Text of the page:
Depression Can Be Diagnosed By Waiting Room Test

By: Lindsay McCane - March 4, 2014

According to a new study in General Hospital Psychiatry, people can be easily screened for anxiety and depression while they are waiting for care in the hospital.

Researchers at King’s College London University created a questionnaire that was given to patients at three London hospitals, using a touchscreen tablet. They targeted specialty services that included: rheumatology, limb reconstruction, hepatitis C, psoriasis, congenital heart disease, and chronic pain. The questions were composed of general physical health, depression, and behavioral health. Once the questionnaire was complete, the results were immediately sent to the patients’ health care provider for further discussion.

“The system is extremely effective at providing clinicians with real-time information about their patients,” Faith Matcham, a doctoral student at King’s College, said. “It makes effective use of waiting room time, and provides useful, usable information in a format which is easy for non-mental health professionals to interpret and act upon.”

The study was created to help determine the prevalence of depression and anxiety when a patient has a certain health problem. The results showed that 6.6 percent of patients with congenital heart disease, and 60.9 percent of patients with chronic pain, suffered from depression. “It really highlighted to us that no two services could be handled in the same way; each is seeing a different type of patient, with different needs, in very different environments,” Matcham explained.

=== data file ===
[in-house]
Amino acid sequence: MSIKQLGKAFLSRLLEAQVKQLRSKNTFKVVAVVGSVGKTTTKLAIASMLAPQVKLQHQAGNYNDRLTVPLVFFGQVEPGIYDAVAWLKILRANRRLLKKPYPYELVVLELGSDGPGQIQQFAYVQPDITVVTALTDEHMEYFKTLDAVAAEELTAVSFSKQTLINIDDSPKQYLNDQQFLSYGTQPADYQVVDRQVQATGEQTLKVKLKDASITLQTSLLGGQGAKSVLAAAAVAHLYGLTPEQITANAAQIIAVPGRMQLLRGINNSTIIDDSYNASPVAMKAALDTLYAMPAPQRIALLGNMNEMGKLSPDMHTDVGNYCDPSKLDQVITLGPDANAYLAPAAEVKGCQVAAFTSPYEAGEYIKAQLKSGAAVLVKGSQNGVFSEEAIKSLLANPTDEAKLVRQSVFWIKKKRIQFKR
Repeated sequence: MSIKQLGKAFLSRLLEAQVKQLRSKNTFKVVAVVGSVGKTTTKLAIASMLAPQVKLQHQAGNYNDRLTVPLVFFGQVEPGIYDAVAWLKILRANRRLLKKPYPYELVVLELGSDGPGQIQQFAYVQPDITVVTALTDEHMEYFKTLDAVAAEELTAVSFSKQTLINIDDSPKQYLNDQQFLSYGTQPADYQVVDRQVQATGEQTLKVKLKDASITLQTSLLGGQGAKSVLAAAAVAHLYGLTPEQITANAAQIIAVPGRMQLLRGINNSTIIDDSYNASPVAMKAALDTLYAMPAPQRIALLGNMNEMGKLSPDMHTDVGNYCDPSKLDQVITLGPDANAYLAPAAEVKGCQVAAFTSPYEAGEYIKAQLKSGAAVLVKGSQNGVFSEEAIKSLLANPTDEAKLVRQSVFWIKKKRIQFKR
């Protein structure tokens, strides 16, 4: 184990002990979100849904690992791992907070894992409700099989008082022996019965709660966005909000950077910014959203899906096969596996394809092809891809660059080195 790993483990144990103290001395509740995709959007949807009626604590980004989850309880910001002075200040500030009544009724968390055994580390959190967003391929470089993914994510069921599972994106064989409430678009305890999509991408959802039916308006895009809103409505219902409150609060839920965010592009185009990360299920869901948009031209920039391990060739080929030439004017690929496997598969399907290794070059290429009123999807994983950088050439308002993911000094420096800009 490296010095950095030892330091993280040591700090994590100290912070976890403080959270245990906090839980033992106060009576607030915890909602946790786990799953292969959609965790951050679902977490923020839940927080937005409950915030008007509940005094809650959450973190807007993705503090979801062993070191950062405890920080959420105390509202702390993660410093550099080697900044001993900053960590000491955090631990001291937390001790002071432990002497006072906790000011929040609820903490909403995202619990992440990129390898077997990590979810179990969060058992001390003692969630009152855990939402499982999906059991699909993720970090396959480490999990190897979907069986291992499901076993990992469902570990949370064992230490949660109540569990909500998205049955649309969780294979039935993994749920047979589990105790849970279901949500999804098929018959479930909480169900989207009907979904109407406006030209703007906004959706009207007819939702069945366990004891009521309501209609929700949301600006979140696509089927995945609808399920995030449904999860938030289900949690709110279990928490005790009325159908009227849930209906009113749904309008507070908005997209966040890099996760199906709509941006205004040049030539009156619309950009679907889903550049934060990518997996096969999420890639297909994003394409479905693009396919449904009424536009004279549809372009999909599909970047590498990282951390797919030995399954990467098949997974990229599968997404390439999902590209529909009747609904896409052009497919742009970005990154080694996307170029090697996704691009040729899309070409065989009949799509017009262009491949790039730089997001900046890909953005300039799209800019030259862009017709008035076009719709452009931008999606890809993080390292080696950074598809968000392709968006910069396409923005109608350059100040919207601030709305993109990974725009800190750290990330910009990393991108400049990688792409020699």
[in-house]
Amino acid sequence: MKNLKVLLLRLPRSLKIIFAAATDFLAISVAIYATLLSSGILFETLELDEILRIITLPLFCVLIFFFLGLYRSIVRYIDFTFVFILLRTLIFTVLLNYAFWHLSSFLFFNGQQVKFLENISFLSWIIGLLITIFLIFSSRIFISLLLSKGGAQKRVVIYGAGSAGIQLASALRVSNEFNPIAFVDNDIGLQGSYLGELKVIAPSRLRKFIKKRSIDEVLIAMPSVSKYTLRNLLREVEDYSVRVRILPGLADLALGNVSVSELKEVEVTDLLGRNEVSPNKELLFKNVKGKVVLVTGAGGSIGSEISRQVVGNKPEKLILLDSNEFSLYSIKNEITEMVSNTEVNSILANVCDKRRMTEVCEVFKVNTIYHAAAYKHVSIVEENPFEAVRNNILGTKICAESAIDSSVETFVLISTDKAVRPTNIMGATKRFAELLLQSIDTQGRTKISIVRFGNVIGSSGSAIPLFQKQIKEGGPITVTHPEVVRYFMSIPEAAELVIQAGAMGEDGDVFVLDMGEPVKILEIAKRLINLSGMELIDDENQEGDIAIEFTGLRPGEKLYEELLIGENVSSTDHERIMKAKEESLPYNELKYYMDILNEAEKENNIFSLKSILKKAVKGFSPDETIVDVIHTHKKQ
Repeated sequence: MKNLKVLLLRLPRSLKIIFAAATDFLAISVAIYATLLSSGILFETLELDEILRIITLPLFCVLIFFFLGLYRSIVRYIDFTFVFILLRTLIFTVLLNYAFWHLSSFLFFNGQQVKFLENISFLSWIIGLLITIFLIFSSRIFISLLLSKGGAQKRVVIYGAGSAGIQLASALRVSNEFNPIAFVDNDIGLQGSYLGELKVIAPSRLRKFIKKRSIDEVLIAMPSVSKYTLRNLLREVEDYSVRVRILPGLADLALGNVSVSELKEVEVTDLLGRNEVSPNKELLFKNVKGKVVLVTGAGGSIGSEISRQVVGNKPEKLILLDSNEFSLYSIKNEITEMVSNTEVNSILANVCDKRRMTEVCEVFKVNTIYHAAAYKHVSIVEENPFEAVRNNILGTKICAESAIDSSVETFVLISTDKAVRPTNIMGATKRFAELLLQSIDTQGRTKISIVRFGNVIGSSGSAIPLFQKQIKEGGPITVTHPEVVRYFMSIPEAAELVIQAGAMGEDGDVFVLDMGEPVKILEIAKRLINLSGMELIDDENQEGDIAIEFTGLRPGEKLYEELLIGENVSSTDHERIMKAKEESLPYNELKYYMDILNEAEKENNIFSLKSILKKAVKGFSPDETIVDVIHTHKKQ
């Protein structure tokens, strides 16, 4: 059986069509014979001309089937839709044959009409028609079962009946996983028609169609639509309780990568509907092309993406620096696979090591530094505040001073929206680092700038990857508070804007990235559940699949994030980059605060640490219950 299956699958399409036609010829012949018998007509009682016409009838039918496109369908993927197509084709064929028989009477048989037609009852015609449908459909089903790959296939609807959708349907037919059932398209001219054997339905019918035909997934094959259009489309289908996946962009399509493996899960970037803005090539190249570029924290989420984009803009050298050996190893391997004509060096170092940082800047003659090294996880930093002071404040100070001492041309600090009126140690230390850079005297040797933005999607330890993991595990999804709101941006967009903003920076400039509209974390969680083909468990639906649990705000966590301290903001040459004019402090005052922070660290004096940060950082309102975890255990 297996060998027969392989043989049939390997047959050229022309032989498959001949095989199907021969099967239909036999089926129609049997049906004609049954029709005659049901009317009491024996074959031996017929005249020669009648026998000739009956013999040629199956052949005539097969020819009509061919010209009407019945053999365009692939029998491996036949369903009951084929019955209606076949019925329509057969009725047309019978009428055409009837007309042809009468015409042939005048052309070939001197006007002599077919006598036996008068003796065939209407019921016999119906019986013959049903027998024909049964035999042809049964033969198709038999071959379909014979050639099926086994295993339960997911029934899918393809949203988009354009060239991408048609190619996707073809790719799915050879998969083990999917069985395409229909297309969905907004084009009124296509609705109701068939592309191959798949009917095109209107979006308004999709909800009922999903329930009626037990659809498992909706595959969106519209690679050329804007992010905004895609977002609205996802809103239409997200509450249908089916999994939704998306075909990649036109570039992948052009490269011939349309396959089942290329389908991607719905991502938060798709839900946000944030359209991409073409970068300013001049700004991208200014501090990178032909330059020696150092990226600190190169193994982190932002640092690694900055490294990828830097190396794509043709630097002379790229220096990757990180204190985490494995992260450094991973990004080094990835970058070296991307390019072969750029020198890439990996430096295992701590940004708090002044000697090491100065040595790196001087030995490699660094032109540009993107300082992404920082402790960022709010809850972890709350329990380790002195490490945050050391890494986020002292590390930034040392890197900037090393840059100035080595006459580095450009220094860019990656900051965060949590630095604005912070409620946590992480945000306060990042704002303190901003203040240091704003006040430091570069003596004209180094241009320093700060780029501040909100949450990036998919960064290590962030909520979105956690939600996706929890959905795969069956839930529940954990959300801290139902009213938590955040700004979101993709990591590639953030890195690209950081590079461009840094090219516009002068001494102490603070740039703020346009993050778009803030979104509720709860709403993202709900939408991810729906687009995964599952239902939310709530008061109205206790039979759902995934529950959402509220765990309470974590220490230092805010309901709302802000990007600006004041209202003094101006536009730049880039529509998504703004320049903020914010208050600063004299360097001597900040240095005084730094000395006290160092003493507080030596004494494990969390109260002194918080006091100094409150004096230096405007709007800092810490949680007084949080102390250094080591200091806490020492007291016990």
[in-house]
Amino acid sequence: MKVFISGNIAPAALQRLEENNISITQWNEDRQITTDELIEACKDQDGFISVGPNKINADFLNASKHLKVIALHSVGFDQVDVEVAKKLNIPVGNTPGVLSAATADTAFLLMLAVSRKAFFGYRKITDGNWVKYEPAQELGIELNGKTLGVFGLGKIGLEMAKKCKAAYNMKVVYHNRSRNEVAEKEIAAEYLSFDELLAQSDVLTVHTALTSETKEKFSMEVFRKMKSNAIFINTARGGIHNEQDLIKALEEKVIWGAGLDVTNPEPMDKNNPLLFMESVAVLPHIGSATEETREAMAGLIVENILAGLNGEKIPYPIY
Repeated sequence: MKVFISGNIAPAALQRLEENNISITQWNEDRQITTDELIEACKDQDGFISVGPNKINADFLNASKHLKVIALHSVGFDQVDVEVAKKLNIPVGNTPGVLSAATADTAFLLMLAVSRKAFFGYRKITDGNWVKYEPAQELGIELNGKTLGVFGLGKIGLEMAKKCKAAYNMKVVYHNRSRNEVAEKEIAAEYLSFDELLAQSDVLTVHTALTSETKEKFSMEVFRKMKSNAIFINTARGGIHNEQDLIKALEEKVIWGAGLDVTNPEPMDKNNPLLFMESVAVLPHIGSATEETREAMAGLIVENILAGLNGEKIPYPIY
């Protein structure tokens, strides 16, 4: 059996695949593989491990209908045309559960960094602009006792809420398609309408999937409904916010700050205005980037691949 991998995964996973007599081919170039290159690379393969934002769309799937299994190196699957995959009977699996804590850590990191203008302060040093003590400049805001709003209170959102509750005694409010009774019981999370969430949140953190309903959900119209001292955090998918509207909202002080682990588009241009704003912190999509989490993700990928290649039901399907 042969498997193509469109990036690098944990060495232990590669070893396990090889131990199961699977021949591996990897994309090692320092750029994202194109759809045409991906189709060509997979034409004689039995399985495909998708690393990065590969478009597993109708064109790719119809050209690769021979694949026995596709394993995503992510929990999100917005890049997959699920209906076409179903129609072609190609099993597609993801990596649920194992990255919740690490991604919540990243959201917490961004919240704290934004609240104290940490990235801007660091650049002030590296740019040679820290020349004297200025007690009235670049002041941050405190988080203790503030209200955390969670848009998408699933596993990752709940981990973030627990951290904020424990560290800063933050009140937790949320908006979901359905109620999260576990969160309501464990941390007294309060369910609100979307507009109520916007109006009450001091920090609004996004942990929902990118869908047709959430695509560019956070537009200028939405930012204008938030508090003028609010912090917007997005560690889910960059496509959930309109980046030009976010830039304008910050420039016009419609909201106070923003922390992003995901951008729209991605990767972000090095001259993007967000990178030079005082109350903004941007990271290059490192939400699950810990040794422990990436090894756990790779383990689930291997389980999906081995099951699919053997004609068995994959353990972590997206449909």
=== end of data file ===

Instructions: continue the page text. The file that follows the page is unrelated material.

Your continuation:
Philip R. Muskin, M.D., professor at Columbia University Medical Center and chair of the American Psychiatric Association’s scientific program committee explains that the study was successful because the patients were willing to do it. “It engages the people who are most important, the patient and doctor, with an instrument that can tell them that something is going on.”

Image via Wikimedia Commons

Lindsay McCane

About the Author

Lindsay McCaneLindsay McCane is a writer, student, wife, and mom to a two-year-old little boy. She loves to read, write, and spend time with her family. Follow her on Twitter @lrmccane.

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  • Ardeare

    I don’t get it.

    • Matt

      Dumb, dumb, dumb, dumb, duuuuuuuuumb

      • Ardeare

        There’s an easier way. It’s called talking to your cardiologist or primary physician and telling them how you feel. Word association and ink blotter interpretations are not reliable………………even though I’m sure you’ve been asked to take many.

  • Dr. Emil

    Depression may be diagnosed at the waiting room …or anywhere else for the case, what is deadly wrong is the treatment prescribed most of the times by mainstream psychiatry. First of all, most antidepressant drugs worsen the condition in the long term because the brain adapts to the excess serotonin or nor epinephrine caused by their action at the neuronal synapses. Second, one of the most fearful side effects of some of these drugs, like Prozac and Paxil, is that they may induce suicidal impulses on the patients treated, specially in the younger ones. Third, in the times before psychiatric drugs were introduced, depression was a relatively rare occurrence ( it was called melancholy) and unless it had an organic cause, it was resolved by itself only with loving care and attention in the course of a few months.

    Nowadays it has become the target of Big Pharma business and, not surprisingly, the number of diagnosed patients has mushroomed.